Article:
Mossy Bump - Good Old Fashioned Fuzziness
I believe that musical instruments and equipment can be more than just tools. They can be time capsules that capture parts of your life. That's where the Mossy Bump started (skip to the bottom if you don't care about the background story)
The year is 1996 (I think), and I cleaned out all of my savings to buy my first car, a blue 1981 Ford LTD Brougham with a faux leather roof. We dubbed it the blues mobile. The previous year I had saved up all summer and bought a custom shop guitar off of a friend's dad, so between that and buying my car, I was dead broke again. I worked for my dad's furniture company building footstools and tables on weekday afternoons and the weekends, so I could appreciate every dollar that went into my account after a few weeks of work. In my home town, there were three or four decent sized music stores, so I would go by after school and drool over the effects displays. The giant Boss displays were always my favorite, but at that time they were cost prohibitive to me. At the time I had my custom shop, my first guitar (some sort of Kay student guitar), a Vintage Rat reissue, a DOD Super Overdrive (once again, can't quote me there. It was the neon yellow overdrive that was out at the time) and my first amp, a Multivox Premier combo. Once I got a couple hundred dollars saved up, I went to my favorite store, determined to get some pedals. After pacing the display for what seemed like hours, I settled on a Morley wah, and then stopped at a curious looking wooden box. It had Russian writing on the outside and looked like it contained a cold war gas mask or something. I asked the guy at the counter, "what the hell is that thing?" "It's a Big Muff," he said. "A BIG MUFF?!? You've gotta be kidding me! Sold, I must have it!" I open the crate, and beneath a bed of wooden shavings (I kid you not) was a green, tank-looking pedal. I loaded up a battery and plugged it in. I was instantly in love. I kept that Sovtek Big Muff pedal through all my other gear changes and trades until 2005, when another big purchase cleaned me out - I got married and bought a house. I really wanted to get a studio started so I could record with friends and make some money (I know, stupid business to get into, but at the time seemed like a good idea), and I had to unload everything I could to fund the business, so the Green Russian that I grew up with had to go on eBay. When I started building pedals, I said to myself that I would definitely find a schematic for that old Sovtek 1994 Green Big Muff and build one for myself.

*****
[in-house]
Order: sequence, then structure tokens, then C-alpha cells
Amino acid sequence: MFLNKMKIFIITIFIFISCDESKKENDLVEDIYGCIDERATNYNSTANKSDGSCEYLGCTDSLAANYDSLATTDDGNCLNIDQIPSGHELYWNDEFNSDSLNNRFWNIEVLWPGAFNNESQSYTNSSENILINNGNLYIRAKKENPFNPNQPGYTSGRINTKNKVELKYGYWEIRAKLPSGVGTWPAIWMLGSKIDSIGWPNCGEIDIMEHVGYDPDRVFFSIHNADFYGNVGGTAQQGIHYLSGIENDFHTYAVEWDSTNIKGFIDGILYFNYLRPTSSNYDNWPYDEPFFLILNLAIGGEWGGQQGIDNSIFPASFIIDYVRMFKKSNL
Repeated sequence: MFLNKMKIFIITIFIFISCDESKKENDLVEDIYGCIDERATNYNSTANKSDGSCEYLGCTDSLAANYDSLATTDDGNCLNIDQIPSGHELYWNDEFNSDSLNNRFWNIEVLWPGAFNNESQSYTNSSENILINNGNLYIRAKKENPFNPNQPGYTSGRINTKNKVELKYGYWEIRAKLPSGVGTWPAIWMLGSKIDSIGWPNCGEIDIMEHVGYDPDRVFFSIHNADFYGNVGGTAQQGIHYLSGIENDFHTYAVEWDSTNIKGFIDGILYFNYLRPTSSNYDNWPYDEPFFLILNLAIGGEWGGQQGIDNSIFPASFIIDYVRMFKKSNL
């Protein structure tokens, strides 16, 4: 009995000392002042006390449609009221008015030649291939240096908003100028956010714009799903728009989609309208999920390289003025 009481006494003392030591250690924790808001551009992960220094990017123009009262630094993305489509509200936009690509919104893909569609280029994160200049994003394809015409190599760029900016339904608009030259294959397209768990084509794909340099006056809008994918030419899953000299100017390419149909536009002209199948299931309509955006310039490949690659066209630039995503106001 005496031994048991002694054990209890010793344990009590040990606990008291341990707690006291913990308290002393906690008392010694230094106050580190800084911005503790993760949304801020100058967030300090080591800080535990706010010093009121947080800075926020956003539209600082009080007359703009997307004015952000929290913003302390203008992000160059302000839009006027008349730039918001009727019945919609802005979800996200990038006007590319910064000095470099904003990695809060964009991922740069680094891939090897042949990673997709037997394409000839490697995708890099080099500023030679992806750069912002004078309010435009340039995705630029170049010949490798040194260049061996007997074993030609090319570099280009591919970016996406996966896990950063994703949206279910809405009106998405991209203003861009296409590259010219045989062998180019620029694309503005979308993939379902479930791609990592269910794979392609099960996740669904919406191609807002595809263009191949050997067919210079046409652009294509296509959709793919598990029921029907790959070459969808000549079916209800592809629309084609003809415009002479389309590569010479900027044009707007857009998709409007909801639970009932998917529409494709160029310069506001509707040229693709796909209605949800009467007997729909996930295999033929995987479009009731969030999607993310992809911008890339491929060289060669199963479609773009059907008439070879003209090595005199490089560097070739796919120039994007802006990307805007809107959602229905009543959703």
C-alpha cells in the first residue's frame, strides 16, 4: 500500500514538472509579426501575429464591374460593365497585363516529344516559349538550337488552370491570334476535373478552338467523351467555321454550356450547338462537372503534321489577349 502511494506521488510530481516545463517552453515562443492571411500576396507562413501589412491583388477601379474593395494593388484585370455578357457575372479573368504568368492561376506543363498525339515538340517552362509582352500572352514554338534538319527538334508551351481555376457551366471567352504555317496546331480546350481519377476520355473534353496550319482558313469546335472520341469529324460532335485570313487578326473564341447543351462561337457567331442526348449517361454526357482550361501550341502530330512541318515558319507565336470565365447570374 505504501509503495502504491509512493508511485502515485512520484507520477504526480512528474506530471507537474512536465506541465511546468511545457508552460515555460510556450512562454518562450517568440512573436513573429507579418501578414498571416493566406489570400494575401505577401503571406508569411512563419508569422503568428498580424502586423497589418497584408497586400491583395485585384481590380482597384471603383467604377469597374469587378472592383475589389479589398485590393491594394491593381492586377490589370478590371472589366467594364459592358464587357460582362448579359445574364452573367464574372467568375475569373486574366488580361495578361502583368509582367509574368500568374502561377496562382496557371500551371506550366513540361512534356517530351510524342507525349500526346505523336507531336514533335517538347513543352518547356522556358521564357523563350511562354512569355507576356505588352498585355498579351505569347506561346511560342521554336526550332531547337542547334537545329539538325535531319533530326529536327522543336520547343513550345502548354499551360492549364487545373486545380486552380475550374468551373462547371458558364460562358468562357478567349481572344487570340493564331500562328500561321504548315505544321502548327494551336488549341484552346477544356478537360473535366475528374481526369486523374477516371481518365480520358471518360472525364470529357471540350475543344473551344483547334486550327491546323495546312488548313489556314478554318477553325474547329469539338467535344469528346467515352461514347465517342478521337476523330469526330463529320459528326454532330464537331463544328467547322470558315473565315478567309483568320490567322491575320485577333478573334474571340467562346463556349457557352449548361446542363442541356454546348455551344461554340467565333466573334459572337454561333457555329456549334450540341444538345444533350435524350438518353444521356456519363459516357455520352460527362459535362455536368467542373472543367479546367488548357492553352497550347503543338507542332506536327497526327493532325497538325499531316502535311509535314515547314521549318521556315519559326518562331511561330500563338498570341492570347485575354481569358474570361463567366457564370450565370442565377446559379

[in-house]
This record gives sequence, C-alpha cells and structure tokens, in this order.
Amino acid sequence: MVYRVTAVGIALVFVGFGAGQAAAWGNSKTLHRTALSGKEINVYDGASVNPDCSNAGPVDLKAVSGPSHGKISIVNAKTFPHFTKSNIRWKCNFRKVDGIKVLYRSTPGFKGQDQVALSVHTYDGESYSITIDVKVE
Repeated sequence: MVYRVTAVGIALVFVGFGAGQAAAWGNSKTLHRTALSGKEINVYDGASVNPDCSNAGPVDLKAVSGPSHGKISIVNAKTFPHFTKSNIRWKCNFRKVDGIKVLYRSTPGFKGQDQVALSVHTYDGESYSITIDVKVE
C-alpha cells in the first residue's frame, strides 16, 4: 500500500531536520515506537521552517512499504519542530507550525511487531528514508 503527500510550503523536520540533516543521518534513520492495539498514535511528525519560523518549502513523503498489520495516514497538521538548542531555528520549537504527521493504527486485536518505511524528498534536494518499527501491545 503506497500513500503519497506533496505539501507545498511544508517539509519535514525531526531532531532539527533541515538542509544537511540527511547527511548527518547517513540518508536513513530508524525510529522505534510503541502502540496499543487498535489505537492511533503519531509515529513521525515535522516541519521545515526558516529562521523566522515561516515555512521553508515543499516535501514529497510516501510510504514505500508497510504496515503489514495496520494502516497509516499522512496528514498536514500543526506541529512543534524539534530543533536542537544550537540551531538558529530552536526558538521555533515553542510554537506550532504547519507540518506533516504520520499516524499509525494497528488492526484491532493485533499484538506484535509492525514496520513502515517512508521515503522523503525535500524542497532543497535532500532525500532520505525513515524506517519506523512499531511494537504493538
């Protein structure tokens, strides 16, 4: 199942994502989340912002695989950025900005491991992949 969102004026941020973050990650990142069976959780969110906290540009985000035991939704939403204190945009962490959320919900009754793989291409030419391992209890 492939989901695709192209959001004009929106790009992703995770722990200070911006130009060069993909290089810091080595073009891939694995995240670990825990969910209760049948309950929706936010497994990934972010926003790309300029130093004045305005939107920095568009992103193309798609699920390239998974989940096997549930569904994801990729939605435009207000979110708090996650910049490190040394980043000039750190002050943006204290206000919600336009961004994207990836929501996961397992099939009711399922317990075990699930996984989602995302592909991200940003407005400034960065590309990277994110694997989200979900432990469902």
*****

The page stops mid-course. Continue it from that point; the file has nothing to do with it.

Does it sound exactly like my old Green Tank? I really can't remember to be honest, but when I jump into some of the riffs that I used to play all the time back then, it feels right. There's something just so...I don't know...90s about the sound of the pedal. This circuit was renowned for it's use with bass, but I've always preferred it with guitar. I find it to be a smoother fuzz than the current Big Muff Pi or the Little Big Muff. Each are great, just different flavors.
Escape Plan Pedals use 9v center negative 200mA "Boss Style" power adapters. This pedal does not include a battery snap.
All Escape Plan Pedals are handmade in Lenoir, NC, USA with the finest components - high quality switches, metal film resistors, Alpha pots, Neutrik / Amphenol connectors (depending on model). All pedals feature true bypass switching. 1 Year Warranty on parts.